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Plume May Threaten Valley's Future Supply
In Phoenix Ariz., a plume of toxic chemicals in the groundwater under the airport, ballpark and central Phoenix neighborhoods has been spreading west hundreds of feet per year, despite attempts over two decades to contain it, The Arizona Republic reported.
Officials worry about the plume and others from industrial or commercial pollution across the Valley, because an extended drought could make clean groundwater crucial to meeting future water needs.
According to Donn Stoltzfus, environmental program specialist for Phoenix, "The projections are that Phoenix will use more and more groundwater. It is not a matter that we can leave these areas contaminated and go somewhere else. We are running out of somewhere else to go."
A dozen of wells across the Valley have been closed because of the contamination, which includes possibly cancer-causing chemicals in some areas. Phoenix alone has closed 42 wells and mostly restricts its pumping to areas north of the Arizona Canal.
Currently, only 4 to 5 percent of the city's water supply comes from city wells, but Phoenix officials expect that to change if the drought continues.
Although the city doesn't pump from central areas of the city, where pollution is most concentrated, those areas have deep aquifers and could become important for Phoenix to use in 10 to 20 years, reported The Arizona Republic.
Steve Rossi, Phoenix's principal water resources planner said, "Over time, there is likely to be a need to consider using those." According to him, the city has been communicating with the Arizona Department of Environmental Quality about "the need to accelerate the cleanup efforts of the well fields to meet our long-term plans, especially during droughts."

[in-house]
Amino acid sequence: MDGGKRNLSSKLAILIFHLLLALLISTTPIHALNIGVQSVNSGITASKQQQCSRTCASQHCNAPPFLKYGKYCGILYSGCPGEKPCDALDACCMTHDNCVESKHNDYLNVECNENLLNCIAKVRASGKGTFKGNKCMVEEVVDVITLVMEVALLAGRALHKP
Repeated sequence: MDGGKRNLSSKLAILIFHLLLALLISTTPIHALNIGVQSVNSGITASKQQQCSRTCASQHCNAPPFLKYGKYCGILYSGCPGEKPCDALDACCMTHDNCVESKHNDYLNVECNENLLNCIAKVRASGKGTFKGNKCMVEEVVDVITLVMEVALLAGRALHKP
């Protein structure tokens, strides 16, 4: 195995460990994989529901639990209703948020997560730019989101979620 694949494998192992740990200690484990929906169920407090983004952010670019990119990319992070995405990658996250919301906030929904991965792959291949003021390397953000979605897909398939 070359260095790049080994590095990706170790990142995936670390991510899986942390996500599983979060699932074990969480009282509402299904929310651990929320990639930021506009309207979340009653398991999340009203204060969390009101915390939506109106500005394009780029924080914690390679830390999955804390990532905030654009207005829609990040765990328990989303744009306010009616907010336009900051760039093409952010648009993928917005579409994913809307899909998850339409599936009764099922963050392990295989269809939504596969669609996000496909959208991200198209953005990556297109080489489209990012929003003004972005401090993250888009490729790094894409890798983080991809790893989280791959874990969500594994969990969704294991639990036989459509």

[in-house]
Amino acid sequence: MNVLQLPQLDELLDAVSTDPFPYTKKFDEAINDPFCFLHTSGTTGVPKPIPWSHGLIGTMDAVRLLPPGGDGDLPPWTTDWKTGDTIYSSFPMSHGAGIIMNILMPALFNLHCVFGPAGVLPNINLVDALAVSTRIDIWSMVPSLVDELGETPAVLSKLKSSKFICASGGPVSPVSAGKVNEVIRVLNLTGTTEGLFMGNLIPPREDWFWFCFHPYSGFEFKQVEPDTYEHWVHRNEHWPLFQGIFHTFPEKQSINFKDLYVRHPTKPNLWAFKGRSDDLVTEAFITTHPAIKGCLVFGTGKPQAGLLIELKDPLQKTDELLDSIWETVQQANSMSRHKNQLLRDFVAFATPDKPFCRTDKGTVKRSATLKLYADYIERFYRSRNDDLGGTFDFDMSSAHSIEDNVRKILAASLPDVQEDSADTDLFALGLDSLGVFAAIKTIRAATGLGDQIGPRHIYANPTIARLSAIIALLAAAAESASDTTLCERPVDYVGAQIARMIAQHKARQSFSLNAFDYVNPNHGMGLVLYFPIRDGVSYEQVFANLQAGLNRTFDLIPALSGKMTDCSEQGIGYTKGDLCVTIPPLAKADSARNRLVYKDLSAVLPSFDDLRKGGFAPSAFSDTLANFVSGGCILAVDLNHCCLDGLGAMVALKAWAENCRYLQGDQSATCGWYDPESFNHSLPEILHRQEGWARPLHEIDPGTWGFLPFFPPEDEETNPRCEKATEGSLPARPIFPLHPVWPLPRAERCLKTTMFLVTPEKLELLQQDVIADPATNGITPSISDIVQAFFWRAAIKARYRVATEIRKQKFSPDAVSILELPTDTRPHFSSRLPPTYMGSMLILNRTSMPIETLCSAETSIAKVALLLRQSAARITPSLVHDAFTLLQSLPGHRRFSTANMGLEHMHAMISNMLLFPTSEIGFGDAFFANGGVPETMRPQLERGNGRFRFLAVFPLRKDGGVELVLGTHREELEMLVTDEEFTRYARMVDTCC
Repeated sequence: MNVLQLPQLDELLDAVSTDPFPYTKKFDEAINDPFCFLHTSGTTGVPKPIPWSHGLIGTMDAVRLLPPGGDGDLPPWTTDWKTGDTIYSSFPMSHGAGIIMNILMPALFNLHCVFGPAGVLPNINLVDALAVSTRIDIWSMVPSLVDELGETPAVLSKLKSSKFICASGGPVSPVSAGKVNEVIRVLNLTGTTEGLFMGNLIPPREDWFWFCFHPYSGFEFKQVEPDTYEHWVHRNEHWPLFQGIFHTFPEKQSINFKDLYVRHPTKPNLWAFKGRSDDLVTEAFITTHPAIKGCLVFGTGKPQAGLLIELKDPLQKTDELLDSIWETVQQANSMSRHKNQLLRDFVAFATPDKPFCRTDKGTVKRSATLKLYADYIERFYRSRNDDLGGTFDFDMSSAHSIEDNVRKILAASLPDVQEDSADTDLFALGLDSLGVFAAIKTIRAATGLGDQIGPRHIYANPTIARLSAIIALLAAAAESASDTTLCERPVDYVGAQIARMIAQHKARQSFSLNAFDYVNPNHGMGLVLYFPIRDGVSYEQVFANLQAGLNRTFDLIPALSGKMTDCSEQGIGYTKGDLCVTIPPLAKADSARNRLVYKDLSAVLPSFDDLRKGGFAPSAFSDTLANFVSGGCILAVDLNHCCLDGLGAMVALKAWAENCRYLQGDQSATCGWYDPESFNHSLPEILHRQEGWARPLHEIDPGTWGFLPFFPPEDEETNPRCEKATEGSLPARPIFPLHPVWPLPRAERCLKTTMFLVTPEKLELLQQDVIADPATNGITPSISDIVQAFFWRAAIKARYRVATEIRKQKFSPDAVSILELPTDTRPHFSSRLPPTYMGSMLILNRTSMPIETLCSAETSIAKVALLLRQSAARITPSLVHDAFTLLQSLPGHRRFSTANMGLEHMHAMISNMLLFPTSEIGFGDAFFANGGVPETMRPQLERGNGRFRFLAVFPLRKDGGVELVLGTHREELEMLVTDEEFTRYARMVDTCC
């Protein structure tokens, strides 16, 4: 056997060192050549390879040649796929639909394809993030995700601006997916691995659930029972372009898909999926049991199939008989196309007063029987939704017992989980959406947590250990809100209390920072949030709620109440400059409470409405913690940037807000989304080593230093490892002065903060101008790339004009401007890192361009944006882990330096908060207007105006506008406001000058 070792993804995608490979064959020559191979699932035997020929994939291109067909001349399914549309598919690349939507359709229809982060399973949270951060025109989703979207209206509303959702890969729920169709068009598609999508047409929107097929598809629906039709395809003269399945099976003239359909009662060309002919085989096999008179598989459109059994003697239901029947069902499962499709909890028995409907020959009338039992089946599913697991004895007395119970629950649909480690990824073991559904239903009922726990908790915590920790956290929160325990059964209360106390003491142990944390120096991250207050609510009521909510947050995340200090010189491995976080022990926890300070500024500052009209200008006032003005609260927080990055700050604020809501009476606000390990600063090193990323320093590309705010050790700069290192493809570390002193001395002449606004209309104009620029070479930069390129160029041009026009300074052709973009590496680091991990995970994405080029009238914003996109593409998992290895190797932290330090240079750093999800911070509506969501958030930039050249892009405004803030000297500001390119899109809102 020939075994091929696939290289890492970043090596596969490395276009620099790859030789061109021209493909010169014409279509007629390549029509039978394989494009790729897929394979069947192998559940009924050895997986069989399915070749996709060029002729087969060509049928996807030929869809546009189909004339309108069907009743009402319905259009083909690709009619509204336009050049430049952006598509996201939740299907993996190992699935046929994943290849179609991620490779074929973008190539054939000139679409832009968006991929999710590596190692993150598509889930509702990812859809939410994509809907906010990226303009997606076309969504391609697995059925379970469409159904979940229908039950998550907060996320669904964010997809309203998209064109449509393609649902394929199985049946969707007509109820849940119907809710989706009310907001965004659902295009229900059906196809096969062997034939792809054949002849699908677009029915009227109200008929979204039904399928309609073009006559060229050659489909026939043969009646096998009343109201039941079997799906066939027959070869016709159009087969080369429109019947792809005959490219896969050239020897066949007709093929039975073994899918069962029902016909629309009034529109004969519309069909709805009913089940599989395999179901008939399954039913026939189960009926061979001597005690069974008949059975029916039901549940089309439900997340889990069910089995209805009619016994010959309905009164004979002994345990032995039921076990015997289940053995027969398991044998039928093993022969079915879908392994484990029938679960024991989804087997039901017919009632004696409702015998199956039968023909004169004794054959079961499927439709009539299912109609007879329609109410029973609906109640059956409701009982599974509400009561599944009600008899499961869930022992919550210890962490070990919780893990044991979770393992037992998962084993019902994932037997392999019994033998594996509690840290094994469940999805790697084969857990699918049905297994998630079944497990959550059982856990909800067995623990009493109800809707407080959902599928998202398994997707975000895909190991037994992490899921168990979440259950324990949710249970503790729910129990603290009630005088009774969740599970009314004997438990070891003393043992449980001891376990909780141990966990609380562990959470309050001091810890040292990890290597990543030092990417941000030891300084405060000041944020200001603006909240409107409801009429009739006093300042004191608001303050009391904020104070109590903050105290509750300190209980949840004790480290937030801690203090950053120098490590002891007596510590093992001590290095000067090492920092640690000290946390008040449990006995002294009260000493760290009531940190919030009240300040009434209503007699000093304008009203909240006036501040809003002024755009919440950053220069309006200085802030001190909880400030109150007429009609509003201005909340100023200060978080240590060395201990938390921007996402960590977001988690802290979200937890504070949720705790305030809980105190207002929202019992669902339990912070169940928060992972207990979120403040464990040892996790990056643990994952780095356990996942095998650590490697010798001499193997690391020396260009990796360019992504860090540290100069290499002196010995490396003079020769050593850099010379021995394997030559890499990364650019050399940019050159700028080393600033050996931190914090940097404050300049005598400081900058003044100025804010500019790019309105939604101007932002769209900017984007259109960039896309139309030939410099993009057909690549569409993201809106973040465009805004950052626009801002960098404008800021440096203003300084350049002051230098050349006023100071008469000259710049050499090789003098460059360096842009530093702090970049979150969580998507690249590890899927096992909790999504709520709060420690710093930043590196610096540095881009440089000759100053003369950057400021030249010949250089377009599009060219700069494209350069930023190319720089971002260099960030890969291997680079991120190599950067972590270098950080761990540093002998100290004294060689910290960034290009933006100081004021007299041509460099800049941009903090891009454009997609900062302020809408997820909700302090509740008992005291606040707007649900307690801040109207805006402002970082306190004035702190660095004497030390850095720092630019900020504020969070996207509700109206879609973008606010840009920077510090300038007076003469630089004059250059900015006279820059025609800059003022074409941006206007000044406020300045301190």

Two major lawsuits were filed in July against corporations accused of stalling the cleanup of sites with groundwater contamination. Honeywell International Inc. faces more than $150 million in civil penalties involving allegations that it hid or misrepresented information about pollution at its facility at 34th Street and Air Lane, which is part of the Motorola 52nd Street Superfund site. The state Attorney General's Office sued the company on July 9 on behalf of ADEQ. Unidynamics-Phoenix Inc. and its parent company, Crane Co., were sued by the U.S. Environmental Protection Agency on July 8 for not following cleanup plans at a former defense site near the Phoenix-Goodyear Airport, according to The Arizona Republic.
There are seven federal and 20 state Superfund sites in the Phoenix area and numerous other sites damaged by pollution from defense contractors and chipmakers, dry cleaners, gas stations and agriculture. ADEQ Director Steve Owens said the amount of polluted groundwater is a sizable portion of the groundwater in Maricopa County.